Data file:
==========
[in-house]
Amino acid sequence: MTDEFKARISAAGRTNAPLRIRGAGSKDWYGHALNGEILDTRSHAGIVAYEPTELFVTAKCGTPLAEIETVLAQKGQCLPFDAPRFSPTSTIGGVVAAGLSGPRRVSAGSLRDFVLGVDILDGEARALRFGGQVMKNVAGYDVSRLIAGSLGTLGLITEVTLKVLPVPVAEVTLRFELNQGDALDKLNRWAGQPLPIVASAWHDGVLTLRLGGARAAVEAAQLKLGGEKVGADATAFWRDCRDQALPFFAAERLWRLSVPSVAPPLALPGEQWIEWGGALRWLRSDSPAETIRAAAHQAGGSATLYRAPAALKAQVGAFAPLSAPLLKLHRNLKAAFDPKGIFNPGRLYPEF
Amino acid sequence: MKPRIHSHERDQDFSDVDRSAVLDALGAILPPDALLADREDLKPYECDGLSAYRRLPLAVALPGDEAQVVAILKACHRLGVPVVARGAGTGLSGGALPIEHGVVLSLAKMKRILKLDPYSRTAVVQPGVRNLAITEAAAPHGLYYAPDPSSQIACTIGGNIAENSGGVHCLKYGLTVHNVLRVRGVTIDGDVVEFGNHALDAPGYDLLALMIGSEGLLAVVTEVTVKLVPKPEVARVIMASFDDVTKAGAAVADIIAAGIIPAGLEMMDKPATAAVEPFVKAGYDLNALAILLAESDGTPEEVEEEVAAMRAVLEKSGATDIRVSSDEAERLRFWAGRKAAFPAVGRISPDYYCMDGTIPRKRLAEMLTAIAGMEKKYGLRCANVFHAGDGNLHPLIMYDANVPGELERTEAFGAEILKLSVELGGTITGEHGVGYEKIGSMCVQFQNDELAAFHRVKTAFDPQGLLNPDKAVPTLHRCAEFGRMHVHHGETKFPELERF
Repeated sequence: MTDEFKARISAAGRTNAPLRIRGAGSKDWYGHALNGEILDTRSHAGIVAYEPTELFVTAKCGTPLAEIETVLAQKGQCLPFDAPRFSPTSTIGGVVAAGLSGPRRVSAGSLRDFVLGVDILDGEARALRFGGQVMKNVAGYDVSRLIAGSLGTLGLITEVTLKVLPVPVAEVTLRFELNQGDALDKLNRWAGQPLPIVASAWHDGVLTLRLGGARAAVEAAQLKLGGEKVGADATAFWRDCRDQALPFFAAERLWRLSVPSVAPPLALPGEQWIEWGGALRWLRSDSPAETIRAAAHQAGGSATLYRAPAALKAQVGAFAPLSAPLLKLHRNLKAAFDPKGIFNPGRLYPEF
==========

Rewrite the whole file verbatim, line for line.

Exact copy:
[in-house]
Amino acid sequence: MTDEFKARISAAGRTNAPLRIRGAGSKDWYGHALNGEILDTRSHAGIVAYEPTELFVTAKCGTPLAEIETVLAQKGQCLPFDAPRFSPTSTIGGVVAAGLSGPRRVSAGSLRDFVLGVDILDGEARALRFGGQVMKNVAGYDVSRLIAGSLGTLGLITEVTLKVLPVPVAEVTLRFELNQGDALDKLNRWAGQPLPIVASAWHDGVLTLRLGGARAAVEAAQLKLGGEKVGADATAFWRDCRDQALPFFAAERLWRLSVPSVAPPLALPGEQWIEWGGALRWLRSDSPAETIRAAAHQAGGSATLYRAPAALKAQVGAFAPLSAPLLKLHRNLKAAFDPKGIFNPGRLYPEF
Amino acid sequence: MKPRIHSHERDQDFSDVDRSAVLDALGAILPPDALLADREDLKPYECDGLSAYRRLPLAVALPGDEAQVVAILKACHRLGVPVVARGAGTGLSGGALPIEHGVVLSLAKMKRILKLDPYSRTAVVQPGVRNLAITEAAAPHGLYYAPDPSSQIACTIGGNIAENSGGVHCLKYGLTVHNVLRVRGVTIDGDVVEFGNHALDAPGYDLLALMIGSEGLLAVVTEVTVKLVPKPEVARVIMASFDDVTKAGAAVADIIAAGIIPAGLEMMDKPATAAVEPFVKAGYDLNALAILLAESDGTPEEVEEEVAAMRAVLEKSGATDIRVSSDEAERLRFWAGRKAAFPAVGRISPDYYCMDGTIPRKRLAEMLTAIAGMEKKYGLRCANVFHAGDGNLHPLIMYDANVPGELERTEAFGAEILKLSVELGGTITGEHGVGYEKIGSMCVQFQNDELAAFHRVKTAFDPQGLLNPDKAVPTLHRCAEFGRMHVHHGETKFPELERF
Repeated sequence: MTDEFKARISAAGRTNAPLRIRGAGSKDWYGHALNGEILDTRSHAGIVAYEPTELFVTAKCGTPLAEIETVLAQKGQCLPFDAPRFSPTSTIGGVVAAGLSGPRRVSAGSLRDFVLGVDILDGEARALRFGGQVMKNVAGYDVSRLIAGSLGTLGLITEVTLKVLPVPVAEVTLRFELNQGDALDKLNRWAGQPLPIVASAWHDGVLTLRLGGARAAVEAAQLKLGGEKVGADATAFWRDCRDQALPFFAAERLWRLSVPSVAPPLALPGEQWIEWGGALRWLRSDSPAETIRAAAHQAGGSATLYRAPAALKAQVGAFAPLSAPLLKLHRNLKAAFDPKGIFNPGRLYPEF